I thank you Mary Grace for disagreeing with me without getting angry!

Dr. Karen held nothing back:

> Did she also say that "many songs (had gone) unfinished because lyrics might
> be offensive to mother" thus leading to Al's interpretation that joni "sanitizes
> her work"?

Um, well, there was at least one song, about a gambler, which went:

"In a day or two,
I'll be laying you...
Odds."

She has spoken about having many unfinished songs, so I extrapolate that some others were also sanitized, just by the ...odds. It's like there must be life in other star systems, mathematically.

> The Magdelane laundry is a prison, essentially. Joni is not imprisoned.

Outwardly, of course not. If she has any part of herself in a psychological prison, which might be described, say, as a feeling of unworthiness or a fear of rejection, it is self-imposed.

But who better than Solzhenitsen(?) to write about the Archipelago?

An alternative view is that Joni is such a genius that she can write a song like Magdalene Laundries in the first person on nothing more than a newspaper article. While this is certainly a possibility, I think it more likely that she easily relates to the

sadness and shame felt by "fallen women," as she has grappled with her mother's shaming her throughout her life, as seen in 1972 in Let the Wind Carry Me, and in Song to Sharon (76?) and in Facelift, and you know there may be more. (I will leave adoption out of it.)

> Surely, given her incredible music and lyrics, her wonderful insights, the fact

> that she sees today's world for what it is (that "she fucking gets it and writes
> about it" (from another post of someone's)), that she writes so openly of her
> "hope and despair" in relationships, about passion, lust and love, leads me to
> believe she is not, *in any way* being supervised by her mother's morality.

Well, you could be right. She certainly is not DOMINATED by it. I overstated my case if I implied that.

> I wonder if the author's own relationship with mom isn't being projected on to
> joni??

You'll have to take my word for it, but my mother was _very_ liberal, the original liberated woman. War nurse; teacher; bread-winner.

My father was the Victorian moralist of the family. But there is not much doubt that parental influence is a force to be reckoned with, and I doubt that Joni is immune. She may just be romanticizing some pain that's in her head when she writes Magdalene Laundries.

> That's my dime-store analysis.

Doctors are a dime a dozen around here. :)

[snippage]

> Not everyone is cut out for monogamy either.

Well, Joni is, of course, a "serial monogamist."

> I have seen joni as a socio-political commentator for a long time. DED deals
> with this almost wholly.

I love DED, but it strikes me as being very out of character compared to her other works. I don't think she is comfortable with intense social criticism.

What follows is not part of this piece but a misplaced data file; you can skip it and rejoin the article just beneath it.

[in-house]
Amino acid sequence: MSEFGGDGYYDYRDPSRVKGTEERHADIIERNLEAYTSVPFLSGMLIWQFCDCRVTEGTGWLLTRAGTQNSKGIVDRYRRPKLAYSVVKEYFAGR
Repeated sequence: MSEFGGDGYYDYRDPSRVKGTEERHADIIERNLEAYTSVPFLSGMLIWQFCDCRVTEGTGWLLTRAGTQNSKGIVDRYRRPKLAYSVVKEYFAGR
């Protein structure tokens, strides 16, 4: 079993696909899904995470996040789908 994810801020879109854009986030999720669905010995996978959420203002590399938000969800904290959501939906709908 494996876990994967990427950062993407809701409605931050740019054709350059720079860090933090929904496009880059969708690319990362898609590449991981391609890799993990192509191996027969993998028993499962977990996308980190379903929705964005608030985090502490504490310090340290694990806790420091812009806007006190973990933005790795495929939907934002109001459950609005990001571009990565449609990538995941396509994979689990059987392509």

Let us compare, for example, the contemporaneous "Volunteers," "4 Dead in Ohio" or "The FISH Cheer" with "Fiddle and the Drum." Her criticism of the Vietnam Era was quite polite and measured, thank you very much. {That is not a criticism, just a comment.}

> Please note the politics in the song Turbulent Indigo. We have a society of
> well-bred" (hear the sarcasm in my voice), well-off art collectors who wouldn't
> let a man such as Van Gogh into their homes if he were to come forward
> today. Who knows how many great artists are living on the streets, muttering
> to themselves in some state of psychosis or despair, filthy for lack of
> accomodations? She refers to the Indians over and over, "ripping off Indian
> land again", Lakota, the polluted water in Cool Water and if you want a more
> comprehensive comment on the politics of "third world countries" listen to
> Ethiopia - "Your top soil flys away, We pump our full of poison spray", "I hear
> the whine of chain saws hacking rain forests down" hacking, not sawing, not
> removing, brutal "hacking".

How many of these worthy causes has she actually passionately embraced? It seems to me that she is just chronicling the times, like in Sex Kills. Again, that is a comment; not a criticism. As a chronicler, she is awesome.

> Joni is a revolutionary when she sounds the wake up call, "I picked the
> morning paper off the floor, it was full of other people's little
> wars,...........don't we get bored?" Tax Free- talk about controversial. Picture
> mom and dad going to church on Sunday (just imagine, because I don't know
> if they do) and friends/neighbors have heard joni's indictment of organized
> religion.

But then she criticizes Sinead for smashing a picture of the Pope, as an act that would be "too divisive" for Joni. Joni is too diplomatic; too polite for revolution. Revolution is made of strong inciting actions. That's just not Joni. Part of me respects that; part of me wishes that she were more activist. But that's entirely my problem. I have really tried to find a bottom line to my starting this thread, and it may be that I am just uncomfortable worshipping ANY ONE.

It seems to be a mysterious facet of human nature for people to raise other humans to god or goddess level. Fan mail runs in the millions of sheets per day. Stalkers haunt the streets of Hollywood. Men like Stallone and Travolta and M Jordan make multi millions of dollars off of fan-worship. Are they worth that much of a multiple over Les or Wally or Julie, or any of us?